Early rejections. Back when people still used the Post Office.
Early rejections. Back when people still used the Post Office.

In 2008, I thought to myself: If only I could get ONE short story published, then I would be reassured as a writer. I remember sending out submissions, gathering rejections and thinking just one. That’s all I need. One. Justonejustonejustonejustonejustone.

Lo and behold, it came. One then another. I set my sights on some of my top-choice lit mags, and I got in this one and that one. I wrote books. I got offers. I signed with a Big Six.

Yesterday, I got another acceptance for a little story called SPARROW ON THE WHITE SPACE. Today, I discovered that it marks my 30th short story acceptance since Story Philippines picked me up in 2008.

And guess what?

It’s still not enough.

I have come to the conclusion that although I’m happy and proud of all my accomplishments (after all, I’ve listed them here for the world to see), it’s never going to be enough. I could win the Newbery Medal. The Nobel Prize for Literature. The Pulitzer. They could make 500 movies based on my short stories and novels. They could erect a statue to me in Literarysville, U.S.A., and have the residents bow and worship it every Thursday, and I’d still think: Yeah, but …

I’m certainly not alone. There have been dozens of blogs written about writers who toil away at their crafts, only to be unsatisfied with the results.  People have pined that Some Writers are Never Satisfied and asked Writers: Never Happy with What You’ve Got? Once the results become attainable, you search for something unattainable to replace it and start the cycle again.

Maybe I should consider launching myself into a career where I’m destined to never attain anything, and therefore I’d never have to go through the inflated joys of success followed by the deflated joys of Yeah, but. I could just settle on deflated. Perhaps I could pursue a pop-music career. I could be like Joaquin Phoenix when he left acting to become a rapper and then nobody heard from him for a while, until he popped up and said he was only kidding.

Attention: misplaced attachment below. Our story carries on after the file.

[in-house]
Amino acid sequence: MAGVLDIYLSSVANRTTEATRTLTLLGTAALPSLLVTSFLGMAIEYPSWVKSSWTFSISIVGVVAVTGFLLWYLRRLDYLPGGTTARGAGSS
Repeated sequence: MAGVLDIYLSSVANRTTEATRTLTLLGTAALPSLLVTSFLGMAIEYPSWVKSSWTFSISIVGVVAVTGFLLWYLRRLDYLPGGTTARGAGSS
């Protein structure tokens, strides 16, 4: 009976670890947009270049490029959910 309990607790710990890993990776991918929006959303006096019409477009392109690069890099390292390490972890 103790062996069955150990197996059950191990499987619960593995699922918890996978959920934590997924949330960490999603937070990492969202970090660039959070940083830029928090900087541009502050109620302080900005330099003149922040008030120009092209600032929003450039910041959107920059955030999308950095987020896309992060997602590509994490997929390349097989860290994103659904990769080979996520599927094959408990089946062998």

Then again, maybe not.

0 thoughts on “Thirty Short Stories & One Book Deal Later”

  1. Erin, it’s OK to never be satisfied–it’s good! I write fiction and poetry and with poems, of course, you always want to see more accepted. I’m still waiting to publish my first piece of fiction but I imagine it’ll be the same thing…wanting to get more work out there and to get to the next level. 30 stories is really impressive but it’s not like you’re going to stop sending them out there. I’m looking forward to your middle grade novel next year! Cheers, Heather

  2. There’s already a monument erected for you in The Coolest People I Know Hall of Fame. I tip my hat to it regularly. It’s not the same as discussing the state of the world, assholes we have known and the glorious mstakes of our pasts over cocktails but I guess it will have to do.

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